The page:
By Sean Meleady
Due to the impact of Covid-19, the University of East Anglia faces an expected £35 million shortfall. One too often neglected aspect of the crisis is the impact it has had on non-academic staff, with UEA having proposed a blanket pay freeze for all its 3,712 staff, alongside offering optional voluntary redundancies and delaying incremental raises for long service.
Justifying the pay freeze, UEA bosses cited concerns about the expected decline in the numbers of international students in particular. Like the vast majority of English universities UEA currently charges UK and EU undergraduate students £9,250 a year, whilst international students are charged up to three times that rate. Postgraduate students are charged between £4,400 and £19,950 a year, depending on their course.
However, trade unionists resisted these proposals. Public service union UNISON’s branch secretary, Amanda Chernery-Howes, and workplace representative and communications officer, Dylan Brook Davies, organised regular meetings with UEA management, which included the Vice Chancellor, David Richardson. They also met with representatives from the University and College Union (UCU), who predominantly represent academic staff, as well as Unite the Union. These unions pressured management into looking at alternative cost-cutting measures, such as utilising unused parts of the international travel budget, a voluntary reduction in working hours scheme, and an optional pay reduction scheme.
In late August UNISON were successful in persuading UEA bosses not to implement a pay freeze for the lowest paid staff on campus. All affected UNISON members, along with members of the UCU and Unite, were balloted on these proposals, and voted in favour of ensuring that low-paid workers avoided pay freezes, in order that staff on the highest salaries should bear the brunt of any pay cuts.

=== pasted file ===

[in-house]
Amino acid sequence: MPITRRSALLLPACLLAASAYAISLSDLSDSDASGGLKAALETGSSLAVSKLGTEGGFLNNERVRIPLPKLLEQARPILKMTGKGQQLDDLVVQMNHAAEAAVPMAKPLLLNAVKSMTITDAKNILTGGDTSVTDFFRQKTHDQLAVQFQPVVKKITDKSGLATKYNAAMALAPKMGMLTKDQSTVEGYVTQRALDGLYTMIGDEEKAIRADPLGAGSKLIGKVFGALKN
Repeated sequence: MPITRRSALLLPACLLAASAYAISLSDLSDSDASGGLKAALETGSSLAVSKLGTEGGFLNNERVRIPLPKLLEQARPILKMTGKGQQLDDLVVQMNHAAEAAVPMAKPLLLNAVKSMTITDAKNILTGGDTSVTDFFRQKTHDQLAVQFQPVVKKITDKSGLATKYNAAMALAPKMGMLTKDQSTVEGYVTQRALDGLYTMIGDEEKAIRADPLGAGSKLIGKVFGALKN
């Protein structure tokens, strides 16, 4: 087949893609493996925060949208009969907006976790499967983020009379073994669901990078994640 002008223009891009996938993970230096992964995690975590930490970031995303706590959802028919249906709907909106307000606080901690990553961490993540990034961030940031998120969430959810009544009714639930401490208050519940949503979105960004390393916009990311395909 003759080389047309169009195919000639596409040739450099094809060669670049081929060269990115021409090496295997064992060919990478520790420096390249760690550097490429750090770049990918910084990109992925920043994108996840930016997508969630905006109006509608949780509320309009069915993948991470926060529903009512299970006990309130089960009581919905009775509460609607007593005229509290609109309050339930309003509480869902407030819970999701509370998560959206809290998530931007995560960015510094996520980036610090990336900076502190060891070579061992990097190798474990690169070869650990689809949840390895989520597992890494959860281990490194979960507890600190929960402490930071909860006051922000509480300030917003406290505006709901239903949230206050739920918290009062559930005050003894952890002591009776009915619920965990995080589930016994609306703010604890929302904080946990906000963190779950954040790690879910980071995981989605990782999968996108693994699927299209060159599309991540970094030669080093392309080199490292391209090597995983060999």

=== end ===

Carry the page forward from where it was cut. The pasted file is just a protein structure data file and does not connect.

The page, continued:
Brook Davies highlighted the difficulties faced by UNISON workers at the start of the pandemic and paid tribute to the way they were able to keep the campus open when students and academic staff were largely absent:
“Many of our members work short hours at UEA and have second or even third jobs which may have been lost during lockdown. UNISON members were at the front and centre of keeping campus running – cleaners, grounds staff, and IT still had a presence, which made certain that UEA was able to continue functioning in a safe and cohesive way.”
Brook Davies explained further that, “The impact of a pay freeze would have been dramatic,” amounting to “a real terms pay cut.” He argued that, “At a time where a disastrous government are driving the cost of living up and quality of life down, to force the most financially precarious workers at UEA into a real terms pay cut would have been catastrophic for those members, and would have revealed a moral vacuum on the part of university management … Neither UNISON, UCU, nor Unite were able to condone a pay freeze which would disproportionately impact the most vulnerable in our community.”
“Of course, what UEA and all universities across the UK need is action from the government.”
Cherney-Howes also paid tribute to UNISON staff at UEA and the vital importance of the collaborative work with Unite and UCU: “UNISON UEA branch, along with UCU and UNITE, worked hard to negotiate an outcome which would ensure that all the lowest paid staff members at UEA would receive their pay increments as normal. Of course,” she added, “what UEA and all universities across the UK need is action from the government to protect higher education and the vital contribution that they make to our economy and society.”
A second national lockdown poses fresh challenges for many of the university’s lower-paid workers, with the Sportspark, where many UNISON members work, having had to close. Though the full impact of this latest lockdown on non-academic UEA staff remains unclear, what is for certain is that the role trade unions play in protecting their members remains critically important.
Featured image credit: Nick Efford
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